North Korean Official Purged Over Flouting of Coronavirus Quarantine

North Korea

North Korean Official Purged Over Flouting of Coronavirus Quarantine

A report out of Radio Free Asia claims that the official was executed, although this is not confirmed for certain.

North Korea, while claiming for the last year that it has had no coronavirus cases within its borders, has over the same time period taken often draconian measures to stop the spread of the virus. These have concluded closing schools, cracking down on border trade and allegedly installing high-voltage wires on its Chinese border.

Now, a report claims that the North Korean regime has executed a local government official, due to his insufficient adherence to coronavirus protocols in the operation of a quarantine center in that providence. If true, this would be a part of a pattern of recent purges related to coronavirus, sources said.

According to a Radio Free Asia report Wednesday, the Kim regime has purged an official in North Pyongan province, for “allowing a coronavirus quarantine center to operate at reduced capacity.” The man’s name and exact position have not been announced, nor has the method of execution, but the reports of the execution “are now making other local officials nervous.”

The execution reportedly resulted from an anonymous complaint from a different official in the same county. The regime then sent a special team to investigate the case, leading to the purge of the official in question.

“In February, the head of the party organization in Uiju county was purged for the ‘crime’ of having disobeyed the Highest Dignity’s order to maximize the coronavirus emergency quarantine,” RFA’s source, another North Pyongan official, said. “They say he was quietly executed under the direction of the Central Party, but this is not confirmed.”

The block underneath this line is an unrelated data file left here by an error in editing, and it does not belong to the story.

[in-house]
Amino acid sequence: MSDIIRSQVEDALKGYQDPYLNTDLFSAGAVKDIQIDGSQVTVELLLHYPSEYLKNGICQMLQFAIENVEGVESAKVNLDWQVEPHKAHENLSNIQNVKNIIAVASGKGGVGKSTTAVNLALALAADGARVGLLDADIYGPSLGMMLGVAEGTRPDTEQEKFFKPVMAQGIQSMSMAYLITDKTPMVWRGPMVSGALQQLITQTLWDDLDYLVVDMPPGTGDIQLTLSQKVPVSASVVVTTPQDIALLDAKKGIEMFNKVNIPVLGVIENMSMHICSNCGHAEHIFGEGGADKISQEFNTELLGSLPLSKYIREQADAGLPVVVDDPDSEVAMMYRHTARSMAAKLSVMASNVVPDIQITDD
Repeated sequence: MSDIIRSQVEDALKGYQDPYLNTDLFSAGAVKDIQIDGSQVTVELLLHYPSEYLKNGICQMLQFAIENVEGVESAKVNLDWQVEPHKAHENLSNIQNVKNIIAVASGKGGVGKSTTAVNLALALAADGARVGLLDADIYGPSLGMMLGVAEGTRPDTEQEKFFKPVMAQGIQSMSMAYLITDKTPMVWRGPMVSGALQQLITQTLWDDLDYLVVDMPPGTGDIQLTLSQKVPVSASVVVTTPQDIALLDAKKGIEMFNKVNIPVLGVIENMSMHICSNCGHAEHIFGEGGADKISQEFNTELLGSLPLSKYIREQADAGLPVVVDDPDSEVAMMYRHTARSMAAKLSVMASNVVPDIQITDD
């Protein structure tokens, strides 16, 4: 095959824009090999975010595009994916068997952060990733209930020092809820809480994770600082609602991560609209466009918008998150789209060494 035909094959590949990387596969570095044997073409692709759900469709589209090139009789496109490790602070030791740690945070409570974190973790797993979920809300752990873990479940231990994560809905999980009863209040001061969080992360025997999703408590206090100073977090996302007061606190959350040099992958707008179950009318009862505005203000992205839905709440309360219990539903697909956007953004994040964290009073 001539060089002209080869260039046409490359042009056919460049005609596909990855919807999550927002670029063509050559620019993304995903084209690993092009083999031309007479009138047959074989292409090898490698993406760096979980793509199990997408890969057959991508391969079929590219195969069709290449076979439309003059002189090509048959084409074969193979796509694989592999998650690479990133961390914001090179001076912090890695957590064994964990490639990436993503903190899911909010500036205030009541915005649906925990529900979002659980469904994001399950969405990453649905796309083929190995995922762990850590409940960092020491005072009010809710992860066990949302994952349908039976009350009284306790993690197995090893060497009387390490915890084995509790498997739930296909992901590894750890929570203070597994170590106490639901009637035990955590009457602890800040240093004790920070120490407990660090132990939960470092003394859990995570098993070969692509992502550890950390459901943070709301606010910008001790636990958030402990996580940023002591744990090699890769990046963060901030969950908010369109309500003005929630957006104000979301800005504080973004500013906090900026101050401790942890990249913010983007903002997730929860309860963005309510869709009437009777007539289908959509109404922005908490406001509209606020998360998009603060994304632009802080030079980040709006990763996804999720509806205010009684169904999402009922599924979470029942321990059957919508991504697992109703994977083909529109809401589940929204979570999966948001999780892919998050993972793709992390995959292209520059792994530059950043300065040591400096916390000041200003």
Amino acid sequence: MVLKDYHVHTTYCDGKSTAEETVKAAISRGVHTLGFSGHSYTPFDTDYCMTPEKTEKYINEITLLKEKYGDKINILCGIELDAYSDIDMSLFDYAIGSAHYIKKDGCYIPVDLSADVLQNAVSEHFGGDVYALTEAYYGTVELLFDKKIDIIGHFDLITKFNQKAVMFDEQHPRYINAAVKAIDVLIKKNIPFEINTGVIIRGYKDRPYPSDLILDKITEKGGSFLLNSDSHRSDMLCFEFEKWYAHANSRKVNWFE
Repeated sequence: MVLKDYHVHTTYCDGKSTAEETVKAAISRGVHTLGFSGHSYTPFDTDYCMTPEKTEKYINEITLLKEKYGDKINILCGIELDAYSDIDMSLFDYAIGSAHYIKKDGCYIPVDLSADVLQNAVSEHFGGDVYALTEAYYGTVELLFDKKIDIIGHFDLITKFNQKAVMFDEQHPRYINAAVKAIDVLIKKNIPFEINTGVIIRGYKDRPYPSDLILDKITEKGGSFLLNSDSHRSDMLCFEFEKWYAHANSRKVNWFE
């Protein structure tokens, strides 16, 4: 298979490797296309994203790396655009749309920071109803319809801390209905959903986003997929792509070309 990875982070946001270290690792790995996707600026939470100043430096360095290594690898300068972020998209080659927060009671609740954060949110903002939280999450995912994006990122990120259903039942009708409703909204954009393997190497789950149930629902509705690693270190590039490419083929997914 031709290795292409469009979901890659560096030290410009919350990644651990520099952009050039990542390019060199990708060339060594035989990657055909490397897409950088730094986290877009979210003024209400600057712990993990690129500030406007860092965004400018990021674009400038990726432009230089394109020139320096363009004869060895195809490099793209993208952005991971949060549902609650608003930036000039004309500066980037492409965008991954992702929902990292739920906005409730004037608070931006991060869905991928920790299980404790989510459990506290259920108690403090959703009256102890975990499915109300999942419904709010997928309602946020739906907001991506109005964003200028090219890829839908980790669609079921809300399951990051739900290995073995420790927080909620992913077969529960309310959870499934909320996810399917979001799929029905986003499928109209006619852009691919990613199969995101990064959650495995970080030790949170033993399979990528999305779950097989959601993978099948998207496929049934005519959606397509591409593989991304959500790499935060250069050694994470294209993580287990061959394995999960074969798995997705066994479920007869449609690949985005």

The insufficient quarantine protocols reportedly were related to significant financial stress in the region, over a year into the pandemic that began in neighboring China.

“They had insufficient operating funds. The county’s quarantine authorities proposed to the county party that they would tell patients with mild symptoms to self-isolate in their homes, with the high-fever patients using the quarantine center,” RFA’s source said of the process.

“They reduced the capacity of the quarantine facility with approval. The official who approved the plan was the head of the county’s party organization.”

Another RFA source confirmed the execution. “After the head of the county party organization was purged, the chairman of the People’s Committee was also dismissed for failing to properly manage the quarantine facility,” that source said, also attributing the actions to a power struggle among local officials.

That source added that ten North Pyongan officials were allegedly purged in the spring of 2020, early on in the pandemic, for insufficient adherence to virus protocols, while claiming nine others were executed last December for their role in smuggling to China.

The North Pyongan province is in the Western part of North Korea, with the Yalu River forming its Northern border with China.

Stephen Silver, a technology writer for The National Interest, is a journalist, essayist and film critic, who is also a contributor to The Philadelphia Inquirer, Philly Voice, Philadelphia Weekly, the Jewish Telegraphic Agency, Living Life Fearless, Backstage magazine, Broad Street Review and Splice Today. The co-founder of the Philadelphia Film Critics Circle, Stephen lives in suburban Philadelphia with his wife and two sons. Follow him on Twitter at @StephenSilver.

Image: Reuters.